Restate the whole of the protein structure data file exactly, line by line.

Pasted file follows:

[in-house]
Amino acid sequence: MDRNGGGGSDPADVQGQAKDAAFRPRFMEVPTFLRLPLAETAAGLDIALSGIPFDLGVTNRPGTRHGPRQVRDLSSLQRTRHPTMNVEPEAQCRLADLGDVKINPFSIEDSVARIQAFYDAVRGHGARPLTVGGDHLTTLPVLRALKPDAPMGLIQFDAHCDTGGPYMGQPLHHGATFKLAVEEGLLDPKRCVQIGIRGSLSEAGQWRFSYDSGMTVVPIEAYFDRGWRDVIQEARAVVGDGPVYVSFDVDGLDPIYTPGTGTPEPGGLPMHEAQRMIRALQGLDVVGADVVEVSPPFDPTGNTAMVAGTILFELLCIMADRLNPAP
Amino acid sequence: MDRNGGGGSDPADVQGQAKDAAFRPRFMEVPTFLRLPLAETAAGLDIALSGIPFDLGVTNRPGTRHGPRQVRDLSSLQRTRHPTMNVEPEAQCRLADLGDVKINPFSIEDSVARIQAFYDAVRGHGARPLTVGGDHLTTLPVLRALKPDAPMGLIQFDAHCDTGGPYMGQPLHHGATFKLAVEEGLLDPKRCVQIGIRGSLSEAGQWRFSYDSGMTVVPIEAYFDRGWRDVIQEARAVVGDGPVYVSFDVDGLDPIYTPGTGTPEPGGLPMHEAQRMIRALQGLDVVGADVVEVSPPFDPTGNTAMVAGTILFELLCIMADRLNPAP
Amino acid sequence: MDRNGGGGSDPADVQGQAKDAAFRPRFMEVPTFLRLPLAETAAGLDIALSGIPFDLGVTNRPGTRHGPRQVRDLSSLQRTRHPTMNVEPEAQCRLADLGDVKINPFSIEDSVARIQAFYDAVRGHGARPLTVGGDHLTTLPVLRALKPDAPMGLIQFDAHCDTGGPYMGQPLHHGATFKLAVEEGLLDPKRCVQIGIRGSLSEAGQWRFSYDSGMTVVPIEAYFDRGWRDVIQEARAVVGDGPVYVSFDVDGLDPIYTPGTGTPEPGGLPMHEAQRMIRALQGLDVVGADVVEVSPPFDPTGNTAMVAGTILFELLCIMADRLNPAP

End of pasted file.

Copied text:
[in-house]
Amino acid sequence: MDRNGGGGSDPADVQGQAKDAAFRPRFMEVPTFLRLPLAETAAGLDIALSGIPFDLGVTNRPGTRHGPRQVRDLSSLQRTRHPTMNVEPEAQCRLADLGDVKINPFSIEDSVARIQAFYDAVRGHGARPLTVGGDHLTTLPVLRALKPDAPMGLIQFDAHCDTGGPYMGQPLHHGATFKLAVEEGLLDPKRCVQIGIRGSLSEAGQWRFSYDSGMTVVPIEAYFDRGWRDVIQEARAVVGDGPVYVSFDVDGLDPIYTPGTGTPEPGGLPMHEAQRMIRALQGLDVVGADVVEVSPPFDPTGNTAMVAGTILFELLCIMADRLNPAP
Amino acid sequence: MDRNGGGGSDPADVQGQAKDAAFRPRFMEVPTFLRLPLAETAAGLDIALSGIPFDLGVTNRPGTRHGPRQVRDLSSLQRTRHPTMNVEPEAQCRLADLGDVKINPFSIEDSVARIQAFYDAVRGHGARPLTVGGDHLTTLPVLRALKPDAPMGLIQFDAHCDTGGPYMGQPLHHGATFKLAVEEGLLDPKRCVQIGIRGSLSEAGQWRFSYDSGMTVVPIEAYFDRGWRDVIQEARAVVGDGPVYVSFDVDGLDPIYTPGTGTPEPGGLPMHEAQRMIRALQGLDVVGADVVEVSPPFDPTGNTAMVAGTILFELLCIMADRLNPAP
Amino acid sequence: MDRNGGGGSDPADVQGQAKDAAFRPRFMEVPTFLRLPLAETAAGLDIALSGIPFDLGVTNRPGTRHGPRQVRDLSSLQRTRHPTMNVEPEAQCRLADLGDVKINPFSIEDSVARIQAFYDAVRGHGARPLTVGGDHLTTLPVLRALKPDAPMGLIQFDAHCDTGGPYMGQPLHHGATFKLAVEEGLLDPKRCVQIGIRGSLSEAGQWRFSYDSGMTVVPIEAYFDRGWRDVIQEARAVVGDGPVYVSFDVDGLDPIYTPGTGTPEPGGLPMHEAQRMIRALQGLDVVGADVVEVSPPFDPTGNTAMVAGTILFELLCIMADRLNPAP